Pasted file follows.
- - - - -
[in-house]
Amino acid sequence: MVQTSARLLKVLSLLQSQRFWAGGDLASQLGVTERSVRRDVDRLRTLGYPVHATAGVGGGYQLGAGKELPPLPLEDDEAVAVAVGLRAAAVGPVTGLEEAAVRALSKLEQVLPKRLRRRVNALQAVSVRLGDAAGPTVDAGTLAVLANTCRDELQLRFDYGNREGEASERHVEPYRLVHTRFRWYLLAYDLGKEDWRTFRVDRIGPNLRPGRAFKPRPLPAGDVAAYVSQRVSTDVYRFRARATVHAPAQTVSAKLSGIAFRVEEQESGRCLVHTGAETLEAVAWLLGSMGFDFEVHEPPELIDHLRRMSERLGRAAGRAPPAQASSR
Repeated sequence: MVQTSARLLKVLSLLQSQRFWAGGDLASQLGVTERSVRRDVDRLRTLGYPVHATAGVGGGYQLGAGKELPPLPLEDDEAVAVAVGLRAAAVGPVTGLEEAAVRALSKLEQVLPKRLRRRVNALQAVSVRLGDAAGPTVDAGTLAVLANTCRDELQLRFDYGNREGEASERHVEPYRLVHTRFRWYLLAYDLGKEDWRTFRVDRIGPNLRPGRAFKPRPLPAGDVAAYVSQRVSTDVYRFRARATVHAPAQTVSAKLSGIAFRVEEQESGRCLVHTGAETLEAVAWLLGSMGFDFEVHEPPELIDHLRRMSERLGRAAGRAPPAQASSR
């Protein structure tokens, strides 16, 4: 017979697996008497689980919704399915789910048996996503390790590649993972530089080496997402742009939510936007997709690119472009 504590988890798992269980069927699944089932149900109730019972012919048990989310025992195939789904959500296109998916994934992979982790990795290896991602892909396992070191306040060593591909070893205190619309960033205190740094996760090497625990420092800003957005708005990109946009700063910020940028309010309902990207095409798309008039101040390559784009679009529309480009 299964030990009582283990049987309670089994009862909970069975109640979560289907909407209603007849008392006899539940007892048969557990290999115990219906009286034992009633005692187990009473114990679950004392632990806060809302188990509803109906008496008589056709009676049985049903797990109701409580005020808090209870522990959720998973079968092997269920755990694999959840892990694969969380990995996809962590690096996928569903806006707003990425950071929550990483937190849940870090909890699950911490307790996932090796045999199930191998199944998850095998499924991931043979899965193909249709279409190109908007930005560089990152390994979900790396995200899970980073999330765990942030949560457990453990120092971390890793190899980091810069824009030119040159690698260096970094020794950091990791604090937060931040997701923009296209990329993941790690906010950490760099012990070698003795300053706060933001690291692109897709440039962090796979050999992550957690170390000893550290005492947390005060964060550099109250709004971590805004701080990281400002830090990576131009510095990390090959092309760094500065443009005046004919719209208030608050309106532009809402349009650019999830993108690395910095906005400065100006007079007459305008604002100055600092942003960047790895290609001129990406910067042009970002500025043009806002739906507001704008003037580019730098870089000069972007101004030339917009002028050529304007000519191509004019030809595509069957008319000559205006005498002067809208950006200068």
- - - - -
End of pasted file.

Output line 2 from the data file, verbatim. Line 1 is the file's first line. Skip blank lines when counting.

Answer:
Amino acid sequence: MVQTSARLLKVLSLLQSQRFWAGGDLASQLGVTERSVRRDVDRLRTLGYPVHATAGVGGGYQLGAGKELPPLPLEDDEAVAVAVGLRAAAVGPVTGLEEAAVRALSKLEQVLPKRLRRRVNALQAVSVRLGDAAGPTVDAGTLAVLANTCRDELQLRFDYGNREGEASERHVEPYRLVHTRFRWYLLAYDLGKEDWRTFRVDRIGPNLRPGRAFKPRPLPAGDVAAYVSQRVSTDVYRFRARATVHAPAQTVSAKLSGIAFRVEEQESGRCLVHTGAETLEAVAWLLGSMGFDFEVHEPPELIDHLRRMSERLGRAAGRAPPAQASSR